Deacon Clayton Nickel, in the blue, participates in the People’s Climate March in 2017. He and others have helped make creation care a top priority at the Cathedral of St. Matthew the Apostle in Washington, D.C.
Parishioners and clergy at the Cathedral of St. Matthew the Apostle make sure to minister to the homeless, as well as the sick and the homebound.

The Washington, D.C., community also prides itself on raising its voice for social justice on an array of other issues, including for the Black Lives Matter movement.

But the parish and its creation care team recently came to a realization that has accelerated their work and passion for our common home.

“What really struck us most of all was that no matter where and what sort of issue is involved, if we don’t have a planet that we can live and breathe [in] and have a healthy life and have the planet sustain us, all of the other things will not [matter as much],” said Deacon Clayton Nickel of St. Matthew.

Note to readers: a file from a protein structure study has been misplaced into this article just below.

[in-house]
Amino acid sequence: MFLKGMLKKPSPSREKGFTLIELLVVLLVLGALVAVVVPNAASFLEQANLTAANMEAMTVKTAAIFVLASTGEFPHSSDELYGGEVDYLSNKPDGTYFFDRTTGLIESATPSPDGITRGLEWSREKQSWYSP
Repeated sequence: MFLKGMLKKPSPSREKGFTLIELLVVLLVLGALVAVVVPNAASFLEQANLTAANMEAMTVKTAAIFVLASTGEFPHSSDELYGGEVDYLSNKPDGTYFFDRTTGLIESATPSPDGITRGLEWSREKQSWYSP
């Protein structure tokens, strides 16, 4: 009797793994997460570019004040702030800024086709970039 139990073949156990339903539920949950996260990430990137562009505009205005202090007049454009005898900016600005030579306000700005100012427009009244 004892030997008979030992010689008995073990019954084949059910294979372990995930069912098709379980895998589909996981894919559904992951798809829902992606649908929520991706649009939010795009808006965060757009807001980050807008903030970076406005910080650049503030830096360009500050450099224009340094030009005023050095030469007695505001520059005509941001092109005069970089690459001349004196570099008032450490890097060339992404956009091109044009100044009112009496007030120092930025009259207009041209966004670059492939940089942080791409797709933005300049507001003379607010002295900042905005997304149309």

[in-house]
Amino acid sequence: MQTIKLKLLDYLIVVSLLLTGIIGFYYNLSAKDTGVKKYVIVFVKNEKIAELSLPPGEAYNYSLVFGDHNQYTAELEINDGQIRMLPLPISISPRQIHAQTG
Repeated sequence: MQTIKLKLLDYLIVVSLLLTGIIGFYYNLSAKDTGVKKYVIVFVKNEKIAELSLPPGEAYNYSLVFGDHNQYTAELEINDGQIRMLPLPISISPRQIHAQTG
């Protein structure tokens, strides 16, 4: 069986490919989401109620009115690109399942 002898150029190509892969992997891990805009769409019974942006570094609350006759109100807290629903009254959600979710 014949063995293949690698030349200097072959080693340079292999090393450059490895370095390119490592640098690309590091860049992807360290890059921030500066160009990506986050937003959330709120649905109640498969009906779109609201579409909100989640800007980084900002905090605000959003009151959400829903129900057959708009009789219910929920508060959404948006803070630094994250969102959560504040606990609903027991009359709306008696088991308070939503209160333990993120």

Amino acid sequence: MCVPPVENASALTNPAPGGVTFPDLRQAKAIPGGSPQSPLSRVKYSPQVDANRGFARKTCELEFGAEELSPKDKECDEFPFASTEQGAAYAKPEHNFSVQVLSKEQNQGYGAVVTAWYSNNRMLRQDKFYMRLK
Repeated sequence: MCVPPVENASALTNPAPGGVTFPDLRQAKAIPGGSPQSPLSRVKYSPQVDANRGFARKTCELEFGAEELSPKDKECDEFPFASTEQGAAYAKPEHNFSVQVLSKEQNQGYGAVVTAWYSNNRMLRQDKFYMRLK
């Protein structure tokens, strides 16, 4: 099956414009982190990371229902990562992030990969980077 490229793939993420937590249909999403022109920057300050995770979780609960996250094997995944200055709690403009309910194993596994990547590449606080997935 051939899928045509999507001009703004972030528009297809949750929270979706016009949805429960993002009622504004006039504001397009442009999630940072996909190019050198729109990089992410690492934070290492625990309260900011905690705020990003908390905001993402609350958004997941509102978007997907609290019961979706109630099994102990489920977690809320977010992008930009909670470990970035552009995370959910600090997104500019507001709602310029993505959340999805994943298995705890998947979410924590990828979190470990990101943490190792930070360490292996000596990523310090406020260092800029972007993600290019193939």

“It’s all very, very much interrelated.”

Members of the St. Matthew’s creation care team marched for Black Lives Matter in June 2020.
That realization has been evident for all of the world to see during the ongoing Season of Creation, which started on 1 September and runs through 4 October, the feast day of St. Francis of Assisi, the patron saint of ecology beloved by many Christian denominations.

The parish’s creation care team, which started in 2017, is led by Nickel, Phil Downey, and fellow Laudato Si’ Animator Simone Seym.

During the annual celebration of prayer and action for our common home, the team has hosted four online events that have featured prayer, listening, and conversation. Their fifth and final Season of Creation event will take place on 4 October.

Click here to attend the St. Matthew’s celebration for the feast of St. Francis of Assisi.

What’s motivating them is a passion to care for our common home, but also a desire to help everyone experience an ecological conversion.

“The ecological crisis is also a summons to profound interior conversion.” (LS 217)

“We really feel that there has to be something more than just something of a technological change, but it has to be a change of heart and a change of mind,” Nickel said.

“This COVID-19 pandemic is allowing us to really, really look through and really reflect on a lot of preconceptions that we are carrying, and that’s [where] we’re trying to lead our brothers and sisters, to that sense of ecological conversion.”

Watch the “Season of Creation Show” with Deacon Nickel